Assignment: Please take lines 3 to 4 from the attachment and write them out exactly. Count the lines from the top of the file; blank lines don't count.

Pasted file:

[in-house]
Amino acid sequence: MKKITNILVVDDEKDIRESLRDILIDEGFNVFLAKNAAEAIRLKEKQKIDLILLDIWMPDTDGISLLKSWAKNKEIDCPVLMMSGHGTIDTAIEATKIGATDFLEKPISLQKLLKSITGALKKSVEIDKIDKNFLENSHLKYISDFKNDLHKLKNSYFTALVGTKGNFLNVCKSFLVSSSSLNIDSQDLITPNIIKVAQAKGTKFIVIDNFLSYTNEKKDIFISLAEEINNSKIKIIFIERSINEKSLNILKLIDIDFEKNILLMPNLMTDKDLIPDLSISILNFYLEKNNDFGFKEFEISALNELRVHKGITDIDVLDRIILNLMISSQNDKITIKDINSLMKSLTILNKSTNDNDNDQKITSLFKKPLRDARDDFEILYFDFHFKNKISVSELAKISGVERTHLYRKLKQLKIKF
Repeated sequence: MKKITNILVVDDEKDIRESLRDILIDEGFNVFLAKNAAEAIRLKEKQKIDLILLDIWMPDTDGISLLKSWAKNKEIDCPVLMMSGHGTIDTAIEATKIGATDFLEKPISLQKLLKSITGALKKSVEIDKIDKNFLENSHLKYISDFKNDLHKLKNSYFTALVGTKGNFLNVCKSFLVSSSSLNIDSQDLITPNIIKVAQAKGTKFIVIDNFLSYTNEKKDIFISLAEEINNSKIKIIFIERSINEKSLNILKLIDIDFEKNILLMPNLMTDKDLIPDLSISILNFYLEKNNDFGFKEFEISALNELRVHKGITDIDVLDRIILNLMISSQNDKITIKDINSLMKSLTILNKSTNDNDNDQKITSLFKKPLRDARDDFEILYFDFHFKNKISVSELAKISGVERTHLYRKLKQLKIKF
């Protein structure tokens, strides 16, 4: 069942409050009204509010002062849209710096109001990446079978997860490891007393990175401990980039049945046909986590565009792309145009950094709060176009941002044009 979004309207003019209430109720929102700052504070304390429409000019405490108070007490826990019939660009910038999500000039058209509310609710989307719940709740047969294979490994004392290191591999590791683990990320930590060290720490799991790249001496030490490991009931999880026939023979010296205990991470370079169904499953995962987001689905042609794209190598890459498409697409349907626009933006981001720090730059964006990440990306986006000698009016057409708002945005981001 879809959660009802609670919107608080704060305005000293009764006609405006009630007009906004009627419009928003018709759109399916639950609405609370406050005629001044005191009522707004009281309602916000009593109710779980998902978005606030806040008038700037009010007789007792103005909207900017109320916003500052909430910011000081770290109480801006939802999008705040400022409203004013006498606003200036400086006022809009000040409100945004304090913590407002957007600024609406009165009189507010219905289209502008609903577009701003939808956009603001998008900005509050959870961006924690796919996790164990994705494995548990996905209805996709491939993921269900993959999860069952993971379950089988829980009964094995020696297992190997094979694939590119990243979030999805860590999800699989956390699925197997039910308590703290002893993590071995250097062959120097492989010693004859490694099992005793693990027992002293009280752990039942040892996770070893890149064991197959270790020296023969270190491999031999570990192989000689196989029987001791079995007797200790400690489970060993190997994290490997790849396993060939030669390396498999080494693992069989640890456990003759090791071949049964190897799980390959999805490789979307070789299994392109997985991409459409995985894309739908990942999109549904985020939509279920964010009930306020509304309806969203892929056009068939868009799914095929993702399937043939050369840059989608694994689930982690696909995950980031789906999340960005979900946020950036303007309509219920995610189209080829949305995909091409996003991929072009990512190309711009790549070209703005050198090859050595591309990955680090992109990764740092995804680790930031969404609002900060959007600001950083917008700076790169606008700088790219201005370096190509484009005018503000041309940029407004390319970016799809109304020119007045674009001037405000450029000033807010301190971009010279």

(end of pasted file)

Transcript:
Repeated sequence: MKKITNILVVDDEKDIRESLRDILIDEGFNVFLAKNAAEAIRLKEKQKIDLILLDIWMPDTDGISLLKSWAKNKEIDCPVLMMSGHGTIDTAIEATKIGATDFLEKPISLQKLLKSITGALKKSVEIDKIDKNFLENSHLKYISDFKNDLHKLKNSYFTALVGTKGNFLNVCKSFLVSSSSLNIDSQDLITPNIIKVAQAKGTKFIVIDNFLSYTNEKKDIFISLAEEINNSKIKIIFIERSINEKSLNILKLIDIDFEKNILLMPNLMTDKDLIPDLSISILNFYLEKNNDFGFKEFEISALNELRVHKGITDIDVLDRIILNLMISSQNDKITIKDINSLMKSLTILNKSTNDNDNDQKITSLFKKPLRDARDDFEILYFDFHFKNKISVSELAKISGVERTHLYRKLKQLKIKF
């Protein structure tokens, strides 16, 4: 069942409050009204509010002062849209710096109001990446079978997860490891007393990175401990980039049945046909986590565009792309145009950094709060176009941002044009 979004309207003019209430109720929102700052504070304390429409000019405490108070007490826990019939660009910038999500000039058209509310609710989307719940709740047969294979490994004392290191591999590791683990990320930590060290720490799991790249001496030490490991009931999880026939023979010296205990991470370079169904499953995962987001689905042609794209190598890459498409697409349907626009933006981001720090730059964006990440990306986006000698009016057409708002945005981001 879809959660009802609670919107608080704060305005000293009764006609405006009630007009906004009627419009928003018709759109399916639950609405609370406050005629001044005191009522707004009281309602916000009593109710779980998902978005606030806040008038700037009010007789007792103005909207900017109320916003500052909430910011000081770290109480801006939802999008705040400022409203004013006498606003200036400086006022809009000040409100945004304090913590407002957007600024609406009165009189507010219905289209502008609903577009701003939808956009603001998008900005509050959870961006924690796919996790164990994705494995548990996905209805996709491939993921269900993959999860069952993971379950089988829980009964094995020696297992190997094979694939590119990243979030999805860590999800699989956390699925197997039910308590703290002893993590071995250097062959120097492989010693004859490694099992005793693990027992002293009280752990039942040892996770070893890149064991197959270790020296023969270190491999031999570990192989000689196989029987001791079995007797200790400690489970060993190997994290490997790849396993060939030669390396498999080494693992069989640890456990003759090791071949049964190897799980390959999805490789979307070789299994392109997985991409459409995985894309739908990942999109549904985020939509279920964010009930306020509304309806969203892929056009068939868009799914095929993702399937043939050369840059989608694994689930982690696909995950980031789906999340960005979900946020950036303007309509219920995610189209080829949305995909091409996003991929072009990512190309711009790549070209703005050198090859050595591309990955680090992109990764740092995804680790930031969404609002900060959007600001950083917008700076790169606008700088790219201005370096190509484009005018503000041309940029407004390319970016799809109304020119007045674009001037405000450029000033807010301190971009010279």